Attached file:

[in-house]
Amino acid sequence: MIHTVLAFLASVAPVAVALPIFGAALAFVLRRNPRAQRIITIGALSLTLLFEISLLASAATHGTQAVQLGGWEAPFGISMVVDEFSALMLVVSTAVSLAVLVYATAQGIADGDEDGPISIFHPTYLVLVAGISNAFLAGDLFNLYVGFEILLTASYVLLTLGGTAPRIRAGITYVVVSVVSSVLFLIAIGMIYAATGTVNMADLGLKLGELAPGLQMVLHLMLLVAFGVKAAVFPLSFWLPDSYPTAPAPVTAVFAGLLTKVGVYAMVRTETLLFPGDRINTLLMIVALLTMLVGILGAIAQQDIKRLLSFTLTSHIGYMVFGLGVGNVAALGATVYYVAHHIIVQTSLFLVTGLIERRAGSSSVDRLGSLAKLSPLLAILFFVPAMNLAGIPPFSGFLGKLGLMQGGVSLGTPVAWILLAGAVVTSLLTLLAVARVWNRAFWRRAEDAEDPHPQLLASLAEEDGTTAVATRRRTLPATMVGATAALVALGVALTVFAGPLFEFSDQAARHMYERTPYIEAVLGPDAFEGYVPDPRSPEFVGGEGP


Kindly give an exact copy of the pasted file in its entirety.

[in-house]
Amino acid sequence: MIHTVLAFLASVAPVAVALPIFGAALAFVLRRNPRAQRIITIGALSLTLLFEISLLASAATHGTQAVQLGGWEAPFGISMVVDEFSALMLVVSTAVSLAVLVYATAQGIADGDEDGPISIFHPTYLVLVAGISNAFLAGDLFNLYVGFEILLTASYVLLTLGGTAPRIRAGITYVVVSVVSSVLFLIAIGMIYAATGTVNMADLGLKLGELAPGLQMVLHLMLLVAFGVKAAVFPLSFWLPDSYPTAPAPVTAVFAGLLTKVGVYAMVRTETLLFPGDRINTLLMIVALLTMLVGILGAIAQQDIKRLLSFTLTSHIGYMVFGLGVGNVAALGATVYYVAHHIIVQTSLFLVTGLIERRAGSSSVDRLGSLAKLSPLLAILFFVPAMNLAGIPPFSGFLGKLGLMQGGVSLGTPVAWILLAGAVVTSLLTLLAVARVWNRAFWRRAEDAEDPHPQLLASLAEEDGTTAVATRRRTLPATMVGATAALVALGVALTVFAGPLFEFSDQAARHMYERTPYIEAVLGPDAFEGYVPDPRSPEFVGGEGP